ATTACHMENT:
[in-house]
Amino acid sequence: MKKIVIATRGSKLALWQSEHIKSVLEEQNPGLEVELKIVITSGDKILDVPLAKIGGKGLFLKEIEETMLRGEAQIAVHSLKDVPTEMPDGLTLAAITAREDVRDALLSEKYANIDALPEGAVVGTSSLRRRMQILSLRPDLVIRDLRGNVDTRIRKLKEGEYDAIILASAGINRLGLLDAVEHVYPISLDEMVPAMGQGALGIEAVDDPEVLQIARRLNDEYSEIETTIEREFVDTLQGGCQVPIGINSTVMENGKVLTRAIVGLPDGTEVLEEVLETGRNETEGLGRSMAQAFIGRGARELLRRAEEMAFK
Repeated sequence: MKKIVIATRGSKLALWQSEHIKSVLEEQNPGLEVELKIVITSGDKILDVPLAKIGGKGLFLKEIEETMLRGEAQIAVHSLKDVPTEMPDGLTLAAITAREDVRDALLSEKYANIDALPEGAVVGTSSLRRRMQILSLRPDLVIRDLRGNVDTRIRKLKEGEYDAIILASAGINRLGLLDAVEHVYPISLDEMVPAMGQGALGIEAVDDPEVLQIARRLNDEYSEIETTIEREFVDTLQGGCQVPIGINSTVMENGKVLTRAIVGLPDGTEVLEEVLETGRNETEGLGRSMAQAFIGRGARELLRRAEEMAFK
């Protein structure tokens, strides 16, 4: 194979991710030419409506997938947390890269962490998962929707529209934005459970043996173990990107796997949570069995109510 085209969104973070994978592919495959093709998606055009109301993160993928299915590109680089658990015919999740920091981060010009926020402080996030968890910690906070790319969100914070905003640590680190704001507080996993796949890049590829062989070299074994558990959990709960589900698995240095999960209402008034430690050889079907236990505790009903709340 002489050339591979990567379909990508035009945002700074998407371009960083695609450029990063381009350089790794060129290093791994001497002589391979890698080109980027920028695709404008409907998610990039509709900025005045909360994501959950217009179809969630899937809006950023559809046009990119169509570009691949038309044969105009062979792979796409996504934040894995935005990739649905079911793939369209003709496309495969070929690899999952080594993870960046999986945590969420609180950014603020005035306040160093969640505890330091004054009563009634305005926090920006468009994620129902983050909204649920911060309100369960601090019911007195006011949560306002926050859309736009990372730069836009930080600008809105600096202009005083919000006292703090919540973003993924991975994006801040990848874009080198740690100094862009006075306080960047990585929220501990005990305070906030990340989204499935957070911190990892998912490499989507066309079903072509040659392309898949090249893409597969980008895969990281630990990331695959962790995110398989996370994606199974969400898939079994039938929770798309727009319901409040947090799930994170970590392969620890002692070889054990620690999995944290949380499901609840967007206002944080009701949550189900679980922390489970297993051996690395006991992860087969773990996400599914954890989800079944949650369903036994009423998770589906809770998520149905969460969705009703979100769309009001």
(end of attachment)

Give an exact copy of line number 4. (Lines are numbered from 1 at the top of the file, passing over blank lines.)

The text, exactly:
């Protein structure tokens, strides 16, 4: 194979991710030419409506997938947390890269962490998962929707529209934005459970043996173990990107796997949570069995109510 085209969104973070994978592919495959093709998606055009109301993160993928299915590109680089658990015919999740920091981060010009926020402080996030968890910690906070790319969100914070905003640590680190704001507080996993796949890049590829062989070299074994558990959990709960589900698995240095999960209402008034430690050889079907236990505790009903709340 002489050339591979990567379909990508035009945002700074998407371009960083695609450029990063381009350089790794060129290093791994001497002589391979890698080109980027920028695709404008409907998610990039509709900025005045909360994501959950217009179809969630899937809006950023559809046009990119169509570009691949038309044969105009062979792979796409996504934040894995935005990739649905079911793939369209003709496309495969070929690899999952080594993870960046999986945590969420609180950014603020005035306040160093969640505890330091004054009563009634305005926090920006468009994620129902983050909204649920911060309100369960601090019911007195006011949560306002926050859309736009990372730069836009930080600008809105600096202009005083919000006292703090919540973003993924991975994006801040990848874009080198740690100094862009006075306080960047990585929220501990005990305070906030990340989204499935957070911190990892998912490499989507066309079903072509040659392309898949090249893409597969980008895969990281630990990331695959962790995110398989996370994606199974969400898939079994039938929770798309727009319901409040947090799930994170970590392969620890002692070889054990620690999995944290949380499901609840967007206002944080009701949550189900679980922390489970297993051996690395006991992860087969773990996400599914954890989800079944949650369903036994009423998770589906809770998520149905969460969705009703979100769309009001």